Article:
You can imagine the situation like this: your mind is like an overcrowded train speeding along over the tracks. Even if you are not on a tenure track the metaphor holds. The train is full of people who each have their own concerns: demanding bosses, hypercritical peer reviewers, teaching overloads, debilitating anxiety about catching their next transfer. It seems impossible to leave the tracks and change the destination, or to stop the racing train and get off.
However, imagine that you suddenly see a door appear in the side of the train. The door leads to a wonderful, quiet and peaceful room. As you picture this, your analytical mind may protest that this is impossible physically and spatially. Just acknowledge this and enter the room anyway. You find a lovely bed made for you, with a warm cover and fresh blankets. You take a nap there and wake up fully restored as the train enters the next railway station.
You leave the train and walk effortlessly, against the mainstream current of passengers, to another platform where you are supposed to find your connecting train. As you wait for this train to arrive, you feel the sun shining warm on your face, you notice wild flowers in the field stretching out behind the tracks. You laugh and joke with your fellow travelers.
My advice? Find the door to the secret side-room in the train of your life…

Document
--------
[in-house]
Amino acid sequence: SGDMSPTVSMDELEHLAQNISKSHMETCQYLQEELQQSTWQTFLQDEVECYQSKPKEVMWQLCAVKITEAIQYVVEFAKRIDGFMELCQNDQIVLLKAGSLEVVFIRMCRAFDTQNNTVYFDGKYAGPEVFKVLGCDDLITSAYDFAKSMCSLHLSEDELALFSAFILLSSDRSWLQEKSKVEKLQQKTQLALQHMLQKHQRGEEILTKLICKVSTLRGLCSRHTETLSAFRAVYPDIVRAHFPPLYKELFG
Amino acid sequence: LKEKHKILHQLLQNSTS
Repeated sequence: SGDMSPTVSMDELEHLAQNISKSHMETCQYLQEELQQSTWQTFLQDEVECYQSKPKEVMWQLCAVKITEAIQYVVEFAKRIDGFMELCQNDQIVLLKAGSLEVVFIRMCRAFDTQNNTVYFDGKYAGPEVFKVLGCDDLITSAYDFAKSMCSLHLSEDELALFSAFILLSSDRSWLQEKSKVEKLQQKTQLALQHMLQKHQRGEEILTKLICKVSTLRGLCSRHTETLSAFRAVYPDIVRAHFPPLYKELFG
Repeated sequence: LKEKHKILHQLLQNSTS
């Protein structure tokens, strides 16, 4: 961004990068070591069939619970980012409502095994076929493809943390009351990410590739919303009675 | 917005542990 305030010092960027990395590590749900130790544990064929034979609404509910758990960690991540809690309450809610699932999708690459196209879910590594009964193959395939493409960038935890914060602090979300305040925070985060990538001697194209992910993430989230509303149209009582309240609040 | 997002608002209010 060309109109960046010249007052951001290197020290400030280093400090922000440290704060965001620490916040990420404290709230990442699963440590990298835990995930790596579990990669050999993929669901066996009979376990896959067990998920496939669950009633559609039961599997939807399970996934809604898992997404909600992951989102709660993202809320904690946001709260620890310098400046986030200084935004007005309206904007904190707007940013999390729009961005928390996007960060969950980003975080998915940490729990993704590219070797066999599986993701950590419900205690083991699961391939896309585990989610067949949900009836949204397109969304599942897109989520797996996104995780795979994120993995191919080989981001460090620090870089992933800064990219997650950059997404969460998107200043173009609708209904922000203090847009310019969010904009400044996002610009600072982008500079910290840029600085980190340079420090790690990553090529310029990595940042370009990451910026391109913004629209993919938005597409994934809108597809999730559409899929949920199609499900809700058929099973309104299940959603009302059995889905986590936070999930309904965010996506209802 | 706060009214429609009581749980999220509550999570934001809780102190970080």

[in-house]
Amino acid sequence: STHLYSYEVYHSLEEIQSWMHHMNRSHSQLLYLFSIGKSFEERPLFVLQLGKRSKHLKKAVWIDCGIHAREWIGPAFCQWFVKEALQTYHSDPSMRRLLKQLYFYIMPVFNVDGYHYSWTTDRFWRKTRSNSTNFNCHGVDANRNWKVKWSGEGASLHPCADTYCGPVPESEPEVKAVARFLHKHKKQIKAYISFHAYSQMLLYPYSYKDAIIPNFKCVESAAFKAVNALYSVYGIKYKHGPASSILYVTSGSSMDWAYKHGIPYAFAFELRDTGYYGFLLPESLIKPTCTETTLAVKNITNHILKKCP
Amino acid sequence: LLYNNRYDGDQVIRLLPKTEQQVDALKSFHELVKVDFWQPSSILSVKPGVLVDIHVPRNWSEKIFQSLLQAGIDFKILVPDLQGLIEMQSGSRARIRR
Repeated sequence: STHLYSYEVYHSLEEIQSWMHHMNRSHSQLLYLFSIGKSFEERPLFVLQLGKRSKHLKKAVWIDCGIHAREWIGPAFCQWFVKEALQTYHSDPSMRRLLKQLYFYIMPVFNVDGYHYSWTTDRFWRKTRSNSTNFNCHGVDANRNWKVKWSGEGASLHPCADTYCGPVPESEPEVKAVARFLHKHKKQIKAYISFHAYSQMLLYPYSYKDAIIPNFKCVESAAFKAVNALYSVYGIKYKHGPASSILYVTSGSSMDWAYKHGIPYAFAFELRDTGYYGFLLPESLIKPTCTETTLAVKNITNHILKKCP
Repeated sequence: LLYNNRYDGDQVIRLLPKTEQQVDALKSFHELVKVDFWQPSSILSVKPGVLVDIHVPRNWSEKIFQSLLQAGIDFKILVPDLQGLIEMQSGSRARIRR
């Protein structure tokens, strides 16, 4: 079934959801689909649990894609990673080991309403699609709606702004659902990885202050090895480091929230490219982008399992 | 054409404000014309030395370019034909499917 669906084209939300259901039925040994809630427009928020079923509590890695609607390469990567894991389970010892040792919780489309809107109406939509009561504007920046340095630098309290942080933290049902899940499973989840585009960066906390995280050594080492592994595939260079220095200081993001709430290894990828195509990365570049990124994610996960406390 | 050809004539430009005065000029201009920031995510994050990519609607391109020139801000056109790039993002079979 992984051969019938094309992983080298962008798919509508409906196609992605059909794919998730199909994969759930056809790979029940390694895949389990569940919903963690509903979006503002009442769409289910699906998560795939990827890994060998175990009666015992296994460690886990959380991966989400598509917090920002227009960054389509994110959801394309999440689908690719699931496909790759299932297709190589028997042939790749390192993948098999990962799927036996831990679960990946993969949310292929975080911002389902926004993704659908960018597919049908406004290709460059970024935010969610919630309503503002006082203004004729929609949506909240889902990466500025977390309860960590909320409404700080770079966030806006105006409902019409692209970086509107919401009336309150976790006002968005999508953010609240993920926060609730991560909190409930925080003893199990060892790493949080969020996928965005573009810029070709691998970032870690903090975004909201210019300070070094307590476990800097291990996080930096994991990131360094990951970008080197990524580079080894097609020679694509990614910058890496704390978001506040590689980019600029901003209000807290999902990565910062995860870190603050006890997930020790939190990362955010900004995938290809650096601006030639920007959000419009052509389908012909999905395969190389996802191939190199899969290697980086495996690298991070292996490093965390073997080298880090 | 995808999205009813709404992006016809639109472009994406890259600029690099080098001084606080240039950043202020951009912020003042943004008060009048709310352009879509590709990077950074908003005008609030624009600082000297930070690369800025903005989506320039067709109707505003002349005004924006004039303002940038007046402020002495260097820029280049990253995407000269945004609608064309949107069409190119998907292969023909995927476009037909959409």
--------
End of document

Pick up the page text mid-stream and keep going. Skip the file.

Maybe a literal powernap in an actual, lovely bed is the trick that works for you. Or perhaps a daily walk does it, a 5 minute meditation or yoga practice, a good, long workout, or a healthy dinner with your loved ones, etc. Find out what honestly replenishes you and make time to do it. There is the possibility that in doing so you will go against the current of working habits in your research group. Given the hard-working culture in academia that may not be a bad thing. Plus, you can easily explain it to your colleagues (it makes you more effective, innovative, productive, and more social).
I do not have the key to the side-door in your train. I do know, however, that as I started to take better care of myself, my subconscious mind began to offer active input via my dreams on the issues that I struggled with in my waking live. So I actually gained access to mental faculties that helped me solve issues in my work, faculties that previously I did not think I had. One of the things my mind showed me is the metaphor of the train used in this blogpost: its tracks, its ‘impossible’ side door, and the powerful effect of restful sleep. I literally dreamed that I went to sleep in that room. The feeling of deep restoration as I woke up and woke up was very real and it made a big difference in the working day I had.
… and give it a 30 days trial period
To find your side-door I invite you to identify one tiny action that you could take to help you recharge your energy levels on any given day. With this tiny action you conduct a 30 day experiment. Take your action consistently for 30 days in a row. During the first week you will notice how addicted you were to constantly working hard and you still have to adjust. During the second week you start getting used to your new regimen. And in the third and fourth week you discover how this changes your life and your perspective.
Approach it like a research experiment and keep labnotes or a logbook of your observations. Don’t like what happens in week 3 or 4? You can always revert to your old ways. But no sooner than after 30 days. Who knows, you may start dreaming the solution to your scientific breakthrough, a healthy work balance, or how to take the next step in your career…